Mille had most recently been second to Yannick Alleno at Le Meurice in Paris, and before that had worked with Frederic Anton at the Pre Catelan and Michel Roth at Lasserre and L'Espadon at the Hotel Ritz), so I was very curious to see if this excellent opening salvo of a culinary calling card played out. And mostly it did. I'm not a fan of King Crab legs--I'd rather eat langoustines, but as the first course in our menu, the crab was pleasantly garnished with citrus segments, a citrus vinaigrette, avocado puree and a few baby beet leaves. John Dory braised with seaweed and garnished with chopped ormeaux (conch fished off of the Channel Islands) and razor shell clams renewed the excitement of our hors d'oeuvre and then we had a sublime slow-poached Bresse chicken breast with a slightly silly decoration of pureed summer truffle 'zebra' stripes and a delicious garnish of pasta with black truffle shavings.
"Les Crayeres" was a terrific dessert, too, with "biscuit rose de Reims," a sort of cross between a soft meringue and sponge cake, with grapefruit sorbet and a gelee of Champagne with citrus fruits.
All told a truly excellent meal, and if Mille has found his footing this quickly, I wouldn't be at all surprised if Les Crayeres once again became one of the great restaurants of France.
Not many people are likely to take me up on the suggestion of a trip to the rue de Dantzig at one of the farthest flung corners of the 15th arrondissement, but for anyone whose looking for a solidly good bargain feed in a very pleasant setting and doesn't mind a long Metro ride, La Cantine des Tontons is a great address. To be sure, the concept of a serve-yourself buffet in cozy, convivial surroundings isn't exactly new--La Cave de L'Os a Moelle and several other restaurants pioneered this very good idea a longtime ago, but this place is very pretty (owner Jean-Guillaume Dufour loves to scour flea markets in search of objects that will elicit a poignantly nostalgic reaction in French eyes) and the quality of the very French food and wine is very honest.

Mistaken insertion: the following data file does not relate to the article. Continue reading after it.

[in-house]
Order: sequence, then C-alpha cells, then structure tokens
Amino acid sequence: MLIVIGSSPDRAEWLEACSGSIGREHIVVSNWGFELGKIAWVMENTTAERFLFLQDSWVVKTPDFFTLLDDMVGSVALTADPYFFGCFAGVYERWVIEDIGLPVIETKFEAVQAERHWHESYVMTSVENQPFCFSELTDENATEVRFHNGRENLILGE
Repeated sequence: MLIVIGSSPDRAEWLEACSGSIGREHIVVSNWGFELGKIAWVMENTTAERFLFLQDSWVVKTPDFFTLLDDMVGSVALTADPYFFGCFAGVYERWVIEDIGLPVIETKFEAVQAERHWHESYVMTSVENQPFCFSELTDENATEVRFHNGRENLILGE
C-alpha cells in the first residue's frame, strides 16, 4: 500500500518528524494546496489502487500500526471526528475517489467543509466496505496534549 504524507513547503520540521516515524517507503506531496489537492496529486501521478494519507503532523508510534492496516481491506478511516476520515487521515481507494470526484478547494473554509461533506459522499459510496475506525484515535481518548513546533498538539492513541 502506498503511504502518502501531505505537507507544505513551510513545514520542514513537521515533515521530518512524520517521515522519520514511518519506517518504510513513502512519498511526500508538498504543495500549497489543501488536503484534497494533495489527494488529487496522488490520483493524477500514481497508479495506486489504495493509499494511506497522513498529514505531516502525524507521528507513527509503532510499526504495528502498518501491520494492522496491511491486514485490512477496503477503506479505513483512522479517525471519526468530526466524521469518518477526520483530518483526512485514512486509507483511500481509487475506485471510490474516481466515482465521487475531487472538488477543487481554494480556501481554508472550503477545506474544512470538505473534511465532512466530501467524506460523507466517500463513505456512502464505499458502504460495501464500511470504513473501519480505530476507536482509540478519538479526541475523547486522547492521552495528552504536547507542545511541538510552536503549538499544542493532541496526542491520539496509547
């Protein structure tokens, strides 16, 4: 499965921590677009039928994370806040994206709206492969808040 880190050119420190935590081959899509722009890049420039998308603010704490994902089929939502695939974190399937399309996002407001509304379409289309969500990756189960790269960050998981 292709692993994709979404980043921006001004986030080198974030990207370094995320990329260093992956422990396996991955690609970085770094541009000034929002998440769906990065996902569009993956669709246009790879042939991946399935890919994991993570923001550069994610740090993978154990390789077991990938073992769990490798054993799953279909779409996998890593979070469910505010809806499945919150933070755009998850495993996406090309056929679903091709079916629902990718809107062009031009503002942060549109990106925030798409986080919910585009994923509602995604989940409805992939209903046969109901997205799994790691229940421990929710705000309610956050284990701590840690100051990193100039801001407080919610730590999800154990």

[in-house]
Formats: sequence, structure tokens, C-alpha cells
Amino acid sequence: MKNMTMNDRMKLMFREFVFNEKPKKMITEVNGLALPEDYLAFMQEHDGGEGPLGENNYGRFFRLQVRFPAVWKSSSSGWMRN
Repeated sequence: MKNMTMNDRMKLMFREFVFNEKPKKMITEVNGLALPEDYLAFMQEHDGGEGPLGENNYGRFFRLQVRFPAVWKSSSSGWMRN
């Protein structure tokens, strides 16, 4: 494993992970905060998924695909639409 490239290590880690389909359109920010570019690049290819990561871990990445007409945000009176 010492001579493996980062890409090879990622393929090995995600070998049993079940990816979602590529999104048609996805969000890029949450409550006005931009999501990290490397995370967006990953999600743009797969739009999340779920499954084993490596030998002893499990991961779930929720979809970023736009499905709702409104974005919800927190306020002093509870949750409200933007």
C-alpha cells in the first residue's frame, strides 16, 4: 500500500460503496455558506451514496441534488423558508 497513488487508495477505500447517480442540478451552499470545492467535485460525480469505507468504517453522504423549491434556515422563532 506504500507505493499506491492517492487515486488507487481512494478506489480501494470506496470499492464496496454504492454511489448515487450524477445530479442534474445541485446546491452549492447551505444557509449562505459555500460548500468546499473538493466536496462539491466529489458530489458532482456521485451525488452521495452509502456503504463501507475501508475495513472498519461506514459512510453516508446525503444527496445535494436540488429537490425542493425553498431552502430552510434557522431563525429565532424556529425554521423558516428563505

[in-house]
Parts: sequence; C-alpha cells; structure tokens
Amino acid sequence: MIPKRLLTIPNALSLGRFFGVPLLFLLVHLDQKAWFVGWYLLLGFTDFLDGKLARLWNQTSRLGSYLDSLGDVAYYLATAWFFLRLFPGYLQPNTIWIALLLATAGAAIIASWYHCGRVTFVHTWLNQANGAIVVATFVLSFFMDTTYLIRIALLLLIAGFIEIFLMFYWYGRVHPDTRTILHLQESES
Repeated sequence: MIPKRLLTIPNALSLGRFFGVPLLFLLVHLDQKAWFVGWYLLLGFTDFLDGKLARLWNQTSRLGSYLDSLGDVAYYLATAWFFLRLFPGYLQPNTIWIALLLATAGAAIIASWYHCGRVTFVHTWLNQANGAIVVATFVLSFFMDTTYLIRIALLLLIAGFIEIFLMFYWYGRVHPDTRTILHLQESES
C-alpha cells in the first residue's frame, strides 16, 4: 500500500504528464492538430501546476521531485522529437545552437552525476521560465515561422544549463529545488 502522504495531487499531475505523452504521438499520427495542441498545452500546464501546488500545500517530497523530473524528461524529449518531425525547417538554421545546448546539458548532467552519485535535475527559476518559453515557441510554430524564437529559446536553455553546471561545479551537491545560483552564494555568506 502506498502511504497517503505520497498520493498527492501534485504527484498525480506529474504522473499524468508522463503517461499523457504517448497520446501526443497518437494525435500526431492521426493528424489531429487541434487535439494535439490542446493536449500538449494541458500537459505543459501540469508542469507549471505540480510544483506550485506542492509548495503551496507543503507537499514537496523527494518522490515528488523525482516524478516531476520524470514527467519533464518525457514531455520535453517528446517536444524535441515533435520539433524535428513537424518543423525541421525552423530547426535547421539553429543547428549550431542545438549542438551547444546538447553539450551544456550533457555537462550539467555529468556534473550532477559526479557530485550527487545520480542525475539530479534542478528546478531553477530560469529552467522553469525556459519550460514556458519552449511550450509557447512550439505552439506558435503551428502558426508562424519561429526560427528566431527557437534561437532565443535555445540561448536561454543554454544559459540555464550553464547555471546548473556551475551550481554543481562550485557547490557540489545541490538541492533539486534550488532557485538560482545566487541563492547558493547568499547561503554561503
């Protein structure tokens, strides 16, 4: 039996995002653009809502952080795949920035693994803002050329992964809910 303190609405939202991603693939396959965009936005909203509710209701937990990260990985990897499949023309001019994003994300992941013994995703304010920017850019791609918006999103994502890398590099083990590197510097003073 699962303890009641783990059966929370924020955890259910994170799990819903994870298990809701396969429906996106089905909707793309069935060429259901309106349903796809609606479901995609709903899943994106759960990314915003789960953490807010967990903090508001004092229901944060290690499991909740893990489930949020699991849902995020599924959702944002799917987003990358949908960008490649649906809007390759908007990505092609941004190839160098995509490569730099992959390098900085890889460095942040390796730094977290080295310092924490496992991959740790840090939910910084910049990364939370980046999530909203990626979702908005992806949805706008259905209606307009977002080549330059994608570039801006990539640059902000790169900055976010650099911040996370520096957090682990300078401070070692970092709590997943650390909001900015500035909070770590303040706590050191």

I loved the terrine de campagne and the hot vegetable soup on the first-courses sideboard, and a jarret de veau (veal shank) braised with shallots was enormous, tender and full of flavor. Desserts could be better, but the cheeses were good and there's a terrific selection of very fairly priced wines like the 22 Euro Morgon we drank at dinner the other night.
Part of the fun of this place is that you sit at table d'hotes, and so we ended up chatting with a very friendly shoe-importer and his wife who had just come back from a cruise to Libya, a place I've always wanted to go. They had a fascinating trip, they said, but the supremely French grub served at La Cantine des Tontons was driving them to near bliss after ten days in a country they described as "pas de tout gourmand."
Les Crayeres, Boulevard Henry Vasnier, Reims, Tel. 03-26-24-90-00. Average 150 Euros, Prix-fixe 110 Euros, Lunch menu 65 Euros and 85 Euros. Closed Monday-Tuesday.
La Cantine des Tontons, 36 rue de Dantzig, 15th, Tel. 01 48 28 23 66. Metro: Porte de Versailles. Prix-fixe three-course menu 21 Euros. Closed on Sunday.